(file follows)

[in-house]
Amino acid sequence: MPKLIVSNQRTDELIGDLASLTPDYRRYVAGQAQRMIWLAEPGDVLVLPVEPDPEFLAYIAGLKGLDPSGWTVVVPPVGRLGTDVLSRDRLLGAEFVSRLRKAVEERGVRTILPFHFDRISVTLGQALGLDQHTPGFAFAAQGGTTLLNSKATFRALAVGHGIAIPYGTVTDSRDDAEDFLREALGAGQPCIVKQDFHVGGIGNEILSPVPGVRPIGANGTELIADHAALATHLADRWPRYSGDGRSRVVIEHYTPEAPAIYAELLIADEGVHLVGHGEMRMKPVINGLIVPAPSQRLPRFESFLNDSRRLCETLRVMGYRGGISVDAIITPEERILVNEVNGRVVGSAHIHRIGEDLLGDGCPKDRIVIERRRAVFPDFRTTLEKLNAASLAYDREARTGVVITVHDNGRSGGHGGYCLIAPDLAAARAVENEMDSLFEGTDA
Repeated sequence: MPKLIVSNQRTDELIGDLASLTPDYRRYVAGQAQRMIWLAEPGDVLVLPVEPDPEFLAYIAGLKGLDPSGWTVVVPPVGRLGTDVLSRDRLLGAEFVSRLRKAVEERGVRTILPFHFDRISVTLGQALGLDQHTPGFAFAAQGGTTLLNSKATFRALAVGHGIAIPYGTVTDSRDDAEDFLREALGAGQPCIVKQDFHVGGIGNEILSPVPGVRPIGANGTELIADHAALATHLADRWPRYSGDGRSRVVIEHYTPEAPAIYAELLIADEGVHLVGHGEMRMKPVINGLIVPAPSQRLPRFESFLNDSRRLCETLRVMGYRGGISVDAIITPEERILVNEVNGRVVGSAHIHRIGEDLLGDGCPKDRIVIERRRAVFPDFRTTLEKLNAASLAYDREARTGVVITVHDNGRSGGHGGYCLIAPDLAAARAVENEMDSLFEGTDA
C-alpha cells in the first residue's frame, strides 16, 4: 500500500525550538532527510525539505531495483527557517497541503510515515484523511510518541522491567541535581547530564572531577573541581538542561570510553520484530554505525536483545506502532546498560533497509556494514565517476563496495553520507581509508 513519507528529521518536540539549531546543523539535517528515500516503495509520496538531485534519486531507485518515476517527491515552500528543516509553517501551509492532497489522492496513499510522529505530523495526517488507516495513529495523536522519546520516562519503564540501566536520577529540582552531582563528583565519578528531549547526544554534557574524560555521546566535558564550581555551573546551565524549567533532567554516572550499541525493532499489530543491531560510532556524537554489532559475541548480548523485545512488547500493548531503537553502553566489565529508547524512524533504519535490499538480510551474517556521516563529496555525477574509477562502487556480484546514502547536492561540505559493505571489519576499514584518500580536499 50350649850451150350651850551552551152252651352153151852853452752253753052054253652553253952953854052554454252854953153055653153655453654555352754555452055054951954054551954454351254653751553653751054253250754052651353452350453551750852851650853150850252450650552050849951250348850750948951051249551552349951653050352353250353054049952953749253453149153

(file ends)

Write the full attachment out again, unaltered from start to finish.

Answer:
[in-house]
Amino acid sequence: MPKLIVSNQRTDELIGDLASLTPDYRRYVAGQAQRMIWLAEPGDVLVLPVEPDPEFLAYIAGLKGLDPSGWTVVVPPVGRLGTDVLSRDRLLGAEFVSRLRKAVEERGVRTILPFHFDRISVTLGQALGLDQHTPGFAFAAQGGTTLLNSKATFRALAVGHGIAIPYGTVTDSRDDAEDFLREALGAGQPCIVKQDFHVGGIGNEILSPVPGVRPIGANGTELIADHAALATHLADRWPRYSGDGRSRVVIEHYTPEAPAIYAELLIADEGVHLVGHGEMRMKPVINGLIVPAPSQRLPRFESFLNDSRRLCETLRVMGYRGGISVDAIITPEERILVNEVNGRVVGSAHIHRIGEDLLGDGCPKDRIVIERRRAVFPDFRTTLEKLNAASLAYDREARTGVVITVHDNGRSGGHGGYCLIAPDLAAARAVENEMDSLFEGTDA
Repeated sequence: MPKLIVSNQRTDELIGDLASLTPDYRRYVAGQAQRMIWLAEPGDVLVLPVEPDPEFLAYIAGLKGLDPSGWTVVVPPVGRLGTDVLSRDRLLGAEFVSRLRKAVEERGVRTILPFHFDRISVTLGQALGLDQHTPGFAFAAQGGTTLLNSKATFRALAVGHGIAIPYGTVTDSRDDAEDFLREALGAGQPCIVKQDFHVGGIGNEILSPVPGVRPIGANGTELIADHAALATHLADRWPRYSGDGRSRVVIEHYTPEAPAIYAELLIADEGVHLVGHGEMRMKPVINGLIVPAPSQRLPRFESFLNDSRRLCETLRVMGYRGGISVDAIITPEERILVNEVNGRVVGSAHIHRIGEDLLGDGCPKDRIVIERRRAVFPDFRTTLEKLNAASLAYDREARTGVVITVHDNGRSGGHGGYCLIAPDLAAARAVENEMDSLFEGTDA
C-alpha cells in the first residue's frame, strides 16, 4: 500500500525550538532527510525539505531495483527557517497541503510515515484523511510518541522491567541535581547530564572531577573541581538542561570510553520484530554505525536483545506502532546498560533497509556494514565517476563496495553520507581509508 513519507528529521518536540539549531546543523539535517528515500516503495509520496538531485534519486531507485518515476517527491515552500528543516509553517501551509492532497489522492496513499510522529505530523495526517488507516495513529495523536522519546520516562519503564540501566536520577529540582552531582563528583565519578528531549547526544554534557574524560555521546566535558564550581555551573546551565524549567533532567554516572550499541525493532499489530543491531560510532556524537554489532559475541548480548523485545512488547500493548531503537553502553566489565529508547524512524533504519535490499538480510551474517556521516563529496555525477574509477562502487556480484546514502547536492561540505559493505571489519576499514584518500580536499 50350649850451150350651850551552551152252651352153151852853452752253753052054253652553253952953854052554454252854953153055653153655453654555352754555452055054951954054551954454351254653751553653751054253250754052651353452350453551750852851650853150850252450650552050849951250348850750948951051249551552349951653050352353250353054049952953749253453149153